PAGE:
SUMMARY: Boost copes and National Geo show.Last night, in the pouring rain, the Merle Girls and I drove an hour up to Alameda to watch the National Geographic Video And Man Created Dog with friends.
The Other Ellen and her wife live in an interesting one-story Victorian ("the second story burned, so they just knocked off the charred remains and added a roof to what was left"). This means, naturally, that the floors are all naked wood.
Boost stepped through the door and froze: Evil Floor Hell! She managed to somehow leap from the entry all the way onto the back of their couch, scrabbled her way to the seat, and tried tried tried to figure out how to leap from there to where I was standing without ever actually touching the Evil Floor.
She summoned the courage to leave the couch and started the first defensive method for traversing Evil Floors, which is half crouched, toes splayed, and hugging the walls and furniture as closely as she can (because apparently they make it safer somehow, like maybe if the Evil Floor begins to consume her, she can just climb up the wall).
Then The Other Ellen got out some string cheese and started feeding Boost every time she was brave enough to come into the middle of the floor. Boost started with the second defensive maneuver, which is to keep her back feet stretched out wayyy behind her to remain in contact with--uh--somewhere behind her (no longer has an edge of a carpet to hang onto, for example--it's just something that she apparently picked up from hanging onto the edges of carpets in past experiences with Evil Floors and determined that it must be a good safety device). She'd take the cheese and quickly back up to the wall again.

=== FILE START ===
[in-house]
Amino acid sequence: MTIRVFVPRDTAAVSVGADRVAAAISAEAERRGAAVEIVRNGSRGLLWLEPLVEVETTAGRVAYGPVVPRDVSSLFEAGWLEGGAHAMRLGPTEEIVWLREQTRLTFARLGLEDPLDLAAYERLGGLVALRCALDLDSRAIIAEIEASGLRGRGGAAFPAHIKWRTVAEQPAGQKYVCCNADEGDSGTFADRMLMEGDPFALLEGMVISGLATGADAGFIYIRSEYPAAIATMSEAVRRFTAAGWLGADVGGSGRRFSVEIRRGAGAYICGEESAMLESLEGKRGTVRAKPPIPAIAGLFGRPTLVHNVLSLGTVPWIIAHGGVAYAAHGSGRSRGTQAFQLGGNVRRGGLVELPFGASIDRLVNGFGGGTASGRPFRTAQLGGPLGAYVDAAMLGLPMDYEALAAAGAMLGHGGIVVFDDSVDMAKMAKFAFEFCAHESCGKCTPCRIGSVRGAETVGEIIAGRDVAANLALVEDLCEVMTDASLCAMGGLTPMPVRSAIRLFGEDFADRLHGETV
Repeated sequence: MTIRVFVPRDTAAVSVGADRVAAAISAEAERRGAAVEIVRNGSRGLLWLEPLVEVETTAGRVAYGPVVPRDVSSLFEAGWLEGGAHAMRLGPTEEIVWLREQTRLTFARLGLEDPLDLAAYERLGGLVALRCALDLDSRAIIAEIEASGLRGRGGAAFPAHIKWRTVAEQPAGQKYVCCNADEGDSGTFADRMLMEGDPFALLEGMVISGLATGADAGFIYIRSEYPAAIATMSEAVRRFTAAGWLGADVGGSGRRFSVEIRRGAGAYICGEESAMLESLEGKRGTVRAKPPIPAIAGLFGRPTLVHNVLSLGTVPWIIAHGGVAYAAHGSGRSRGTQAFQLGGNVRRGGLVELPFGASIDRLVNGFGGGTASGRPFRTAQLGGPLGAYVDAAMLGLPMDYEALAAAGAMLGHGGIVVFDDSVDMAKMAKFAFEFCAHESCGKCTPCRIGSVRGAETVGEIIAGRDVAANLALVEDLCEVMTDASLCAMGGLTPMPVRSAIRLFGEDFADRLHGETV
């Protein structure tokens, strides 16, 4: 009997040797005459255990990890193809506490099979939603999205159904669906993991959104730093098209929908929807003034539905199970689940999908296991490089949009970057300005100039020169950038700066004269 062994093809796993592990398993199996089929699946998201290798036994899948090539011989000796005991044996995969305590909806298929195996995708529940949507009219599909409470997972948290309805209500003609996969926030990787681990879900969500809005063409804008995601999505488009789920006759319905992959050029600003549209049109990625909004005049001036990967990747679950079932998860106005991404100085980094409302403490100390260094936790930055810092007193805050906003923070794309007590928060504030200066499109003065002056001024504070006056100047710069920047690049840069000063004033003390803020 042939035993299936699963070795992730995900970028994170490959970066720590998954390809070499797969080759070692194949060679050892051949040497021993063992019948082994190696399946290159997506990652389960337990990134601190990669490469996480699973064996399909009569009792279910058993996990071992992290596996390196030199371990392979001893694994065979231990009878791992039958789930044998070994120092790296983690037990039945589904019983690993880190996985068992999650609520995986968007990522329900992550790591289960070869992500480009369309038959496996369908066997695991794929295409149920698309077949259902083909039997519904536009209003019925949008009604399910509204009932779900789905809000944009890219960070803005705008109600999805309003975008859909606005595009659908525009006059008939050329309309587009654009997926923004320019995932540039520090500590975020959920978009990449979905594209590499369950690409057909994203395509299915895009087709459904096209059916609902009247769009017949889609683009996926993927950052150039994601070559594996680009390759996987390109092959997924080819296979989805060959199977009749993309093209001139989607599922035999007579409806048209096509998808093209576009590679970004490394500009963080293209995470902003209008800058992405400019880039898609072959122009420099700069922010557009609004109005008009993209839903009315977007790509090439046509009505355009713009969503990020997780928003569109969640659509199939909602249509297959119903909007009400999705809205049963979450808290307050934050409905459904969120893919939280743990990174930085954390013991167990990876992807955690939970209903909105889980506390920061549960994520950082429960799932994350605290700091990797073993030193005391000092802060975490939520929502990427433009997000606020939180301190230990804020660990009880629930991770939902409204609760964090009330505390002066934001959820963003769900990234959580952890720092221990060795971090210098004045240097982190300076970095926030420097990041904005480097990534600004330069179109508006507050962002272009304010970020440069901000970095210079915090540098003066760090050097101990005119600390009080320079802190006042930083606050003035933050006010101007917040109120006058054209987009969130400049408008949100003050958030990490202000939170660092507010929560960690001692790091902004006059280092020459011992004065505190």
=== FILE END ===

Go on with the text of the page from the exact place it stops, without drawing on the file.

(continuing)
But within a few minutes, she had completely relaxed and was walking around the house like a normal dog. Huh. Maybe I'll have to take string cheese with me wherever we go in case there are Evil Floors.
She even found a tennis ball and started dropping it incessantly for me to throw. One thing about old houses is that sometimes the floors tilt, and this appeared to be slightly the case here, so I got some reprieve in that every time Boost dropped the ball, it rolled away from her into the room, so she had to go get it and bring it back. When I continued refusing to throw it, she went into her usual PAY ATTENTION TO ME mode by noisily dumping the entire box of tennis balls. (In other words, this was all completely normal.)
I discovered that i could just hold the tennis ball in my open palm and she'd stand there staring at it for several minutes, and that was a good distraction for a while.
We had a tasty dinner and snacks and dessert and watched the video. It mixed perhaps unintentionally amusing moments with intriguing dog facts. (This segment [sorry--have to wait through a 30-second ad first], talking about flock guardian dogs, had us almost in hysterics with the bad guy at the beginning, but then goes into modern flock guardians and it's pretty interesting, especially if you didn't already know how they work.)
It's a 90-minute show and worth a watch if you haven't seen it. Lots of Border Collies in it, and none, that I could see, having problems with Evil Floors. Maybe Boost just needs a real, outdoors, floor-free job involving sheep. Or maybe I could just hold one in the palm of my hand for several hours. Whatever works.